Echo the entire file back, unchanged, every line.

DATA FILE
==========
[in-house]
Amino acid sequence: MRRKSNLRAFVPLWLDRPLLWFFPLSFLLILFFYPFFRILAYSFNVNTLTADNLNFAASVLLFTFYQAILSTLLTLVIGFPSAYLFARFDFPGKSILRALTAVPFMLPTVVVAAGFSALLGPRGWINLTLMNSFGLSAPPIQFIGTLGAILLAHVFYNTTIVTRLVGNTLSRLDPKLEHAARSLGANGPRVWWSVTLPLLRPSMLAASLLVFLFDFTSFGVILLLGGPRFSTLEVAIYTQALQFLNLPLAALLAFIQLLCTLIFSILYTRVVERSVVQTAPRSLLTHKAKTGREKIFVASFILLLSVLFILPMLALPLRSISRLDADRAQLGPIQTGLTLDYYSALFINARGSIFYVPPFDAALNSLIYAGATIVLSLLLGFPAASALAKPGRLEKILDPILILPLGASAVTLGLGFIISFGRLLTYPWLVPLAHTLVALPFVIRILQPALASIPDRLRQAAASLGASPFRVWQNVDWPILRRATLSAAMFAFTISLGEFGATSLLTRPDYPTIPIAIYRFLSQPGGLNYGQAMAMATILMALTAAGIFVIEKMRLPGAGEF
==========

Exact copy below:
[in-house]
Amino acid sequence: MRRKSNLRAFVPLWLDRPLLWFFPLSFLLILFFYPFFRILAYSFNVNTLTADNLNFAASVLLFTFYQAILSTLLTLVIGFPSAYLFARFDFPGKSILRALTAVPFMLPTVVVAAGFSALLGPRGWINLTLMNSFGLSAPPIQFIGTLGAILLAHVFYNTTIVTRLVGNTLSRLDPKLEHAARSLGANGPRVWWSVTLPLLRPSMLAASLLVFLFDFTSFGVILLLGGPRFSTLEVAIYTQALQFLNLPLAALLAFIQLLCTLIFSILYTRVVERSVVQTAPRSLLTHKAKTGREKIFVASFILLLSVLFILPMLALPLRSISRLDADRAQLGPIQTGLTLDYYSALFINARGSIFYVPPFDAALNSLIYAGATIVLSLLLGFPAASALAKPGRLEKILDPILILPLGASAVTLGLGFIISFGRLLTYPWLVPLAHTLVALPFVIRILQPALASIPDRLRQAAASLGASPFRVWQNVDWPILRRATLSAAMFAFTISLGEFGATSLLTRPDYPTIPIAIYRFLSQPGGLNYGQAMAMATILMALTAAGIFVIEKMRLPGAGEF